"On-site tension testing isn’t a service that a lot of other manufacturers offer."
What is a safety factor?
“The safety factor is essentially how many times stronger the system is compared to the design strength. So, for example, let's say a wall tie is designed to resist 35 pounds per square foot, and is installed at a rate of one tie per two square feet. The demand on the tie under normal circumstances would be 70 pounds, but if a safety factor of four or five is required, then you would be looking to test the anchors on-site to have an ultimate capacity between 280 to 350 pounds to ensure the required safety factor is met. This additional factor can help account for uncertainties, variability, and unexpected load conditions to ensure the system can withstand loads beyond those during its normal operation.”
“The safety factor is something that helps structural engineers sleep at night, knowing that the systems they designed will perform, keeping the occupants and passersby safe.”
What are some important considerations during pull testing?
“One thing that’s critical when testing is to isolate the backup material from the veneer material, because if you’re testing them both at once, you’re really only testing the better of the two. Let’s say you’ve got a brick veneer with an old, rotted wood stud backup material. If an anchor is tested, where it is engaging both materials, let’s pretend it has an ultimate capacity of 700 pounds. One might look at that data and say, ‘OK, great. It passes, it is far above my design value and gives me a good safety factor.’ But doing testing in this manner may give false positive readings because it doesn’t provide the whole picture. In practice, the outward load would get transferred to the backup material, where it must resist the full loading applied. Because of this, we must test the materials alone to determine what the weakest link is in the scenario, as the anchor is only as strong as its weakest connection. In this scenario, if we were to isolate the old rotted-out wooden backup material and test it alone, it may be possible that the anchors could be pulled out by hand, providing minimal resistance. If the backup condition was overlooked, anchors could have been installed under the assumption they met the design criteria, but those anchors could lead to a failure. In some cases, the backup structure is the weaker connection, and in others, the veneer connection is the weaker of the two. I always recommend isolating them during testing to determine the weakest link, and using those values for the design.”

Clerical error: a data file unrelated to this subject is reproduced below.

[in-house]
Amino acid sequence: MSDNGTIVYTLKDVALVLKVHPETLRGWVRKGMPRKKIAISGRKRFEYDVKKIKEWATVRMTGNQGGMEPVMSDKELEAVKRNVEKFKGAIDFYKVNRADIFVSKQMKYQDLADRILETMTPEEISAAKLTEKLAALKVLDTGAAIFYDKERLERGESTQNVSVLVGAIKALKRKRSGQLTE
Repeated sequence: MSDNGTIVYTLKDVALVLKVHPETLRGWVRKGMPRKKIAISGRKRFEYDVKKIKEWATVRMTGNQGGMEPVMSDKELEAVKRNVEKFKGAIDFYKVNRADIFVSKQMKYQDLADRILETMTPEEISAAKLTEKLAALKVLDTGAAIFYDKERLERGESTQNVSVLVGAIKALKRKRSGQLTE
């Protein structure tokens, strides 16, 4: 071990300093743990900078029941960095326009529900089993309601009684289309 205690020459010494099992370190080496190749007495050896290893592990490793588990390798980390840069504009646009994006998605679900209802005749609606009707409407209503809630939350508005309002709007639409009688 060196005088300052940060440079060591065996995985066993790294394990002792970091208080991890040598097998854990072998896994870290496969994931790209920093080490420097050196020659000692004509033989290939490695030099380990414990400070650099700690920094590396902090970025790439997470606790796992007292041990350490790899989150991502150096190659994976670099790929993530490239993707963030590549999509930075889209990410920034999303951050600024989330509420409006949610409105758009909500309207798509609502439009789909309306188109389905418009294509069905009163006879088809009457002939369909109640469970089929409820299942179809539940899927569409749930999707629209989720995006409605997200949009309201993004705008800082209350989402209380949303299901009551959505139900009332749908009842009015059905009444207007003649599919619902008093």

"...facade stabilization comes with life safety ramifications, and we take that extremely seriously."
OK, so how should one isolate the backup and the veneer for the test?
“In some cases, we may have access to the backside of the structure where we could test the backup material independently. In others, inspection openings could have been performed, where existing veneer material has already been removed, exposing the backside of the wall for us to test. If the backside is not accessible in those situations, an oversized pilot hole could be used when drilling to create a bigger hole in the veneer. This makes it so that when the anchor is installed into the backup, the anchor is not grabbing onto that front portion and is only engaging the backup material. And then to isolate the brick or veneer by itself, you just need to install the anchor deep enough so that it only engages that front part.”
What type of equipment do you use for the pull testing?